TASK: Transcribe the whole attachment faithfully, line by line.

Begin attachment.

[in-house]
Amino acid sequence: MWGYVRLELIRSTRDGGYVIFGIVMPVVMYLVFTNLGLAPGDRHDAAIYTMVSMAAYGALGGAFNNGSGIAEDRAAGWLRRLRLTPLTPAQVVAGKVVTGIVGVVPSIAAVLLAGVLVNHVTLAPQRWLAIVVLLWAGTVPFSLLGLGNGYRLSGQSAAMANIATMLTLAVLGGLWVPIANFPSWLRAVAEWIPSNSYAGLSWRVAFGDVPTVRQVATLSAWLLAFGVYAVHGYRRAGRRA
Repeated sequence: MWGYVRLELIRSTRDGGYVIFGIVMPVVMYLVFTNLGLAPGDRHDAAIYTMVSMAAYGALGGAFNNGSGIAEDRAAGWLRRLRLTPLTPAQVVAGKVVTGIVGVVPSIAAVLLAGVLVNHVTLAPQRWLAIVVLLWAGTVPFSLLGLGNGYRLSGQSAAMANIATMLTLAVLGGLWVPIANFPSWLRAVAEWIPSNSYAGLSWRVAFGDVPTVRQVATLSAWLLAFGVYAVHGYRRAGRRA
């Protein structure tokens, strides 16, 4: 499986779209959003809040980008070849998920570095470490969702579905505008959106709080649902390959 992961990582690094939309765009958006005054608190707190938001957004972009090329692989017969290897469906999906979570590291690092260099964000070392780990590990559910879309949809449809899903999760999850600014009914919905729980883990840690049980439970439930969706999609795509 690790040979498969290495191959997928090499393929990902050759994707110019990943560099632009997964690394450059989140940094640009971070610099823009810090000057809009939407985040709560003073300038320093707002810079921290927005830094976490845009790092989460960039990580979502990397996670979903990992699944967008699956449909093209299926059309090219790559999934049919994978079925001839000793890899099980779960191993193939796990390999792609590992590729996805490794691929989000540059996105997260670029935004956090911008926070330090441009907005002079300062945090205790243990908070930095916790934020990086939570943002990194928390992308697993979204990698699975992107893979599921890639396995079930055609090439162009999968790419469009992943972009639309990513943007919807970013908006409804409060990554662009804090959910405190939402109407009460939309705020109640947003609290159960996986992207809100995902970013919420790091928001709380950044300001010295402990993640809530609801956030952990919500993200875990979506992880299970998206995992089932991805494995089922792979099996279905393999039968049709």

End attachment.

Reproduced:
[in-house]
Amino acid sequence: MWGYVRLELIRSTRDGGYVIFGIVMPVVMYLVFTNLGLAPGDRHDAAIYTMVSMAAYGALGGAFNNGSGIAEDRAAGWLRRLRLTPLTPAQVVAGKVVTGIVGVVPSIAAVLLAGVLVNHVTLAPQRWLAIVVLLWAGTVPFSLLGLGNGYRLSGQSAAMANIATMLTLAVLGGLWVPIANFPSWLRAVAEWIPSNSYAGLSWRVAFGDVPTVRQVATLSAWLLAFGVYAVHGYRRAGRRA
Repeated sequence: MWGYVRLELIRSTRDGGYVIFGIVMPVVMYLVFTNLGLAPGDRHDAAIYTMVSMAAYGALGGAFNNGSGIAEDRAAGWLRRLRLTPLTPAQVVAGKVVTGIVGVVPSIAAVLLAGVLVNHVTLAPQRWLAIVVLLWAGTVPFSLLGLGNGYRLSGQSAAMANIATMLTLAVLGGLWVPIANFPSWLRAVAEWIPSNSYAGLSWRVAFGDVPTVRQVATLSAWLLAFGVYAVHGYRRAGRRA
């Protein structure tokens, strides 16, 4: 499986779209959003809040980008070849998920570095470490969702579905505008959106709080649902390959 992961990582690094939309765009958006005054608190707190938001957004972009090329692989017969290897469906999906979570590291690092260099964000070392780990590990559910879309949809449809899903999760999850600014009914919905729980883990840690049980439970439930969706999609795509 690790040979498969290495191959997928090499393929990902050759994707110019990943560099632009997964690394450059989140940094640009971070610099823009810090000057809009939407985040709560003073300038320093707002810079921290927005830094976490845009790092989460960039990580979502990397996670979903990992699944967008699956449909093209299926059309090219790559999934049919994978079925001839000793890899099980779960191993193939796990390999792609590992590729996805490794691929989000540059996105997260670029935004956090911008926070330090441009907005002079300062945090205790243990908070930095916790934020990086939570943002990194928390992308697993979204990698699975992107893979599921890639396995079930055609090439162009999968790419469009992943972009639309990513943007919807970013908006409804409060990554662009804090959910405190939402109407009460939309705020109640947003609290159960996986992207809100995902970013919420790091928001709380950044300001010295402990993640809530609801956030952990919500993200875990979506992880299970998206995992089932991805494995089922792979099996279905393999039968049709």